HB: The national report of dementia in Austria shows there are currently 100,000 people suffering from dementia, two thirds being female. Due to the rising life expectancy this number could almost be tripled in 2050 with every twelfth Austrian older than 60 being a dementia patient. This makes dementia one of our most important challenges in the future. In the Austrian Government Program 2008 - 2013 the health promotion and prevention of dementia is specifically mentioned as one of the main goals of the current government and various measures towards a better environment for dementia patients and their carers have already been taken. Nevertheless, there is still need for action as not all of the problems have yet been solved.
AE: Do you believe that Austria will follow the example of France, Norway, the Netherlands, Scotland and England and create a National Alzheimer's Plan?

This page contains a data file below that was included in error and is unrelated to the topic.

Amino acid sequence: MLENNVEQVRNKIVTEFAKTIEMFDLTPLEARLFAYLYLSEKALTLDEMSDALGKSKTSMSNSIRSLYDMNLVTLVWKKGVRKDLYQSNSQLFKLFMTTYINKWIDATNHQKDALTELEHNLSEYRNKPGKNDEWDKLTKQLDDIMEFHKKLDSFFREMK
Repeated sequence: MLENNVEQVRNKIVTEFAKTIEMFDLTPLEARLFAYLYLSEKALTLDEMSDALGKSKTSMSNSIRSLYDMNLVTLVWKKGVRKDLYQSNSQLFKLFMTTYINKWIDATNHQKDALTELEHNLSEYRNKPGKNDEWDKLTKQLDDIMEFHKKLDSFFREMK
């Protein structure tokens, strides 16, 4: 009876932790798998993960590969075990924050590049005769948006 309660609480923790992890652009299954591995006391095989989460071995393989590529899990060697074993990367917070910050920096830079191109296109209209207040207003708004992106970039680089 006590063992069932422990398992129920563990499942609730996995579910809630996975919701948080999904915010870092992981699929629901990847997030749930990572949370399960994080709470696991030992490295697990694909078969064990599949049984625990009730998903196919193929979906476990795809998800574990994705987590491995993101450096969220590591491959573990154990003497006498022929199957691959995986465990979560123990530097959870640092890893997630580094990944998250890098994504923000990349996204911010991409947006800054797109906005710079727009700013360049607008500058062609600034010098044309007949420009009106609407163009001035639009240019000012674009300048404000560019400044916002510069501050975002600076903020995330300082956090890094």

HB: At the moment there are no reports on plans to implement a National Alzheimer's Plan in Austria. Therefore I am calling for a change in this matter. In order to deal with the increasing challenge of dementia we urgently need a specific plan, including a certain budget in order to provide strong support for people with dementia, to finance research in this area in order to provide the patients with a more effective treatment, to develop guidelines for the treatment of Dementia, to offer regular check-ups for an early detection of the disease and the support of Active Healthy Ageing concepts in order to prevent or at least to achieve a decline in the number of people with dementia. We must not accept the fact that 100,000 people in Austria and approximately 9.95 million people in Europe are suffering from dementia (World Alzheimer Report) and that this number is steadily increasing. I am urgently pressing for more specific measures, such as the creation of a National Alzheimer's Plan.
AE: What do you believe the three policy priorities should be for Austrian policy makers to improve the lives of people with dementia and their carers in your country?